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Everyday Life in Early America Paperback – January 25, 1989

ISBN-13: 978-0060912512 ISBN-10: 0060912510 Edition: Reprint

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Product Details

  • Series: Everyday Life in America
  • Paperback: 195 pages
  • Publisher: Harper & Row; Reprint edition (January 25, 1989)
  • Language: English
  • ISBN-10: 0060912510
  • ISBN-13: 978-0060912512
  • Product Dimensions: 0.6 x 5.2 x 8 inches
  • Shipping Weight: 8 ounces (View shipping rates and policies)
  • Average Customer Review: 4.4 out of 5 stars  See all reviews (24 customer reviews)
  • Amazon Best Sellers Rank: #42,665 in Books (See Top 100 in Books)

Editorial Reviews

From Publishers Weekly

In this clearly written volume, Hawke provides enlightening and colorful descriptions of early Colonial Americans and debunks many widely held assumptions about 17th century settlers. He argues that most pioneers were not young and that their families weren't much larger than present-day households. In addition, he states that adults lived longer than has been believed and that most early settlers were artisans and craftsmen with little knowledge of farming, although the wilderness soon forced them to adapt. Hawke includes entertaining discussions of what the first white Americans ate (for example, raccoon was served in New York). He also discusses how colonial Americans were punished for crimes and how they treated enslaved blacks and indentured servants. This book is informative but could have been more deeply researched.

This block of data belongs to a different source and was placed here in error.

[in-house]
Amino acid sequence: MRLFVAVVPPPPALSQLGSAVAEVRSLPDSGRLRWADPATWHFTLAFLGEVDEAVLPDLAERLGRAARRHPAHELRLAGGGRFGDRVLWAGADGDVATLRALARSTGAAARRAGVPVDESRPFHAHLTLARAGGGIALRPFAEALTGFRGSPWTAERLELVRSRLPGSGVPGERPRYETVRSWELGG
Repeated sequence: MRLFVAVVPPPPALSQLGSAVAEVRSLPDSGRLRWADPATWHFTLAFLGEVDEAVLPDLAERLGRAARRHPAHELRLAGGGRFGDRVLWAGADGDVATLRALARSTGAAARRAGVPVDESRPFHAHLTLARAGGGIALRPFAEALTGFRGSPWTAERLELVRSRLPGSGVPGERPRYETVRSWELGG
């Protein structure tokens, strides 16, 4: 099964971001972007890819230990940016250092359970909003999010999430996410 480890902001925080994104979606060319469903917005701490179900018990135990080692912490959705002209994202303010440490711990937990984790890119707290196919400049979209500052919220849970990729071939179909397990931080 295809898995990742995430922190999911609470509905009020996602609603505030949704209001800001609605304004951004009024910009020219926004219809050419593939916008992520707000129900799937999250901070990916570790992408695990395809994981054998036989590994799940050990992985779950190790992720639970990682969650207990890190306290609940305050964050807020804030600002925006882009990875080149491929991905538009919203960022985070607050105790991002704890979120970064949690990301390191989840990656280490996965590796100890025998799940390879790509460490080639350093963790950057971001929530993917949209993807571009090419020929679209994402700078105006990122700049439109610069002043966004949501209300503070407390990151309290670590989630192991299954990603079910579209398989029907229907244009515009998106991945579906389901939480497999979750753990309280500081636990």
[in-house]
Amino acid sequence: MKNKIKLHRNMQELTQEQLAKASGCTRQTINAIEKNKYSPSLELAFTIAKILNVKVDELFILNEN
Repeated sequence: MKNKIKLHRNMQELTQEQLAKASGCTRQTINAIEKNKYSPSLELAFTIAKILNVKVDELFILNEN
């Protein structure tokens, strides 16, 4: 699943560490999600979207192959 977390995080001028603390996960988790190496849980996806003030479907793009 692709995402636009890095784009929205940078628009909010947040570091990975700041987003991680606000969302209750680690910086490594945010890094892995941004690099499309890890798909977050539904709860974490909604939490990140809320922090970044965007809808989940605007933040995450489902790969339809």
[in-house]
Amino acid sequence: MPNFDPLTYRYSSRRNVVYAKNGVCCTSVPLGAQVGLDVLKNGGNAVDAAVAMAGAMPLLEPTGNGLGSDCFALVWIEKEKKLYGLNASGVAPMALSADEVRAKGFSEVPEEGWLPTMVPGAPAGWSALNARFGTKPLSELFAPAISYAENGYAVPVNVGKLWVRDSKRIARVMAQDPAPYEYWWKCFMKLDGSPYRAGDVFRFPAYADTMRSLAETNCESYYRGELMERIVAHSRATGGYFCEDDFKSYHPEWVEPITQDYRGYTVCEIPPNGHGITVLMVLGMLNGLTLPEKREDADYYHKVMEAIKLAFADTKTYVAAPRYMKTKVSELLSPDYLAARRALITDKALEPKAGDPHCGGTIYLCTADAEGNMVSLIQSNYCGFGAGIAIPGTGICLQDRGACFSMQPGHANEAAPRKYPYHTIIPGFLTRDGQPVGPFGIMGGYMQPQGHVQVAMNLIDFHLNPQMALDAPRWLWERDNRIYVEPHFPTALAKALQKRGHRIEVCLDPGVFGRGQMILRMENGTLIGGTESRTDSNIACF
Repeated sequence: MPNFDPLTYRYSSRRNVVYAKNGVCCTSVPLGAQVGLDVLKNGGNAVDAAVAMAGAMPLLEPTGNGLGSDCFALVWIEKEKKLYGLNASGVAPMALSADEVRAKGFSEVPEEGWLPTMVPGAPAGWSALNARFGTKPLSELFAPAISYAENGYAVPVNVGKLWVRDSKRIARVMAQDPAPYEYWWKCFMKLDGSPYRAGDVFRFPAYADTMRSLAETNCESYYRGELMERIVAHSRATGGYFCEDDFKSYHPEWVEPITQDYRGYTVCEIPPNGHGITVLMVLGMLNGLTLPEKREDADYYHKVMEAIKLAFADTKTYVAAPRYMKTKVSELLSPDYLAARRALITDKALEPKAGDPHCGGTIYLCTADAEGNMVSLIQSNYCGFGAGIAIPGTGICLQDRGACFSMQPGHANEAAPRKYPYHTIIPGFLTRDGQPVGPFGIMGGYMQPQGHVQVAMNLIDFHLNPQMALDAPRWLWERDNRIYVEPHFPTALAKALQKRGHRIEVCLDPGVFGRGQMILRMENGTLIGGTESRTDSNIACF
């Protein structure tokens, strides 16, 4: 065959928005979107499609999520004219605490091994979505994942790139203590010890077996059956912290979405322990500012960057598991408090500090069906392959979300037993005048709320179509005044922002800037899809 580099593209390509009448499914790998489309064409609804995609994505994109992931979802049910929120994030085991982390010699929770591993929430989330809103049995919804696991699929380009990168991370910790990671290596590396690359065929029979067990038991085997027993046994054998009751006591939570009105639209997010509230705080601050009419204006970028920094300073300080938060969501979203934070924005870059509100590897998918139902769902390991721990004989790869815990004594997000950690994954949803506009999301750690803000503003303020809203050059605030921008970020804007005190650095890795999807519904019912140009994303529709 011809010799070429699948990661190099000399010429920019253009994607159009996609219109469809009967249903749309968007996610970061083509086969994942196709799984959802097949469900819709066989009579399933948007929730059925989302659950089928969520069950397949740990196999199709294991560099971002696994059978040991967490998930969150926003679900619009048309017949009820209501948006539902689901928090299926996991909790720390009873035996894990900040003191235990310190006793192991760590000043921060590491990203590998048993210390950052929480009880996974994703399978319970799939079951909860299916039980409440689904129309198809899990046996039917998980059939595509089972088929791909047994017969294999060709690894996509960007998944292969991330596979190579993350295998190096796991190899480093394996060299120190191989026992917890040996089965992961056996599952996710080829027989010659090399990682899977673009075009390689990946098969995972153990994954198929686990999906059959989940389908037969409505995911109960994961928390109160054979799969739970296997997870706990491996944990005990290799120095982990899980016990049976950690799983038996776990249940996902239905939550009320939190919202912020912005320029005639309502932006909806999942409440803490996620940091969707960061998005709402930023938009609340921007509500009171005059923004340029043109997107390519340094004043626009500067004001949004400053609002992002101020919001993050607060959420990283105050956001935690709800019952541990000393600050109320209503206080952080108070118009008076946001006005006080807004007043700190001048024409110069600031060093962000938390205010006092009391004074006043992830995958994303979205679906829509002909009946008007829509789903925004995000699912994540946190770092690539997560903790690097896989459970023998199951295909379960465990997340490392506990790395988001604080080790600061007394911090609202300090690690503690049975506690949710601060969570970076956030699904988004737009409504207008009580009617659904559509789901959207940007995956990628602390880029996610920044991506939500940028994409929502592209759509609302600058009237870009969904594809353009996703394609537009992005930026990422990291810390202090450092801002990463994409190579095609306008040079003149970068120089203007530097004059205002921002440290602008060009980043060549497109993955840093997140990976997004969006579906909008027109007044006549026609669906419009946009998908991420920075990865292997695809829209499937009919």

Copyright 1988 Reed Business Information, Inc. --This text refers to an out of print or unavailable edition of this title.

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Customer Reviews

4.4 out of 5 stars
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Best book I have found on everyday life in early America.
Donna Coppedge
Some of the information seems incorrect to me, as if the author was guessing at facts and gussed wrong.
Joan
I'd recommend it to anyone who is interested in learning more about this time in American history.
Gail Boyles

Most Helpful Customer Reviews

65 of 66 people found the following review helpful By Robert Moore HALL OF FAMETOP 500 REVIEWERVINE VOICE on September 20, 2002
Format: Paperback Verified Purchase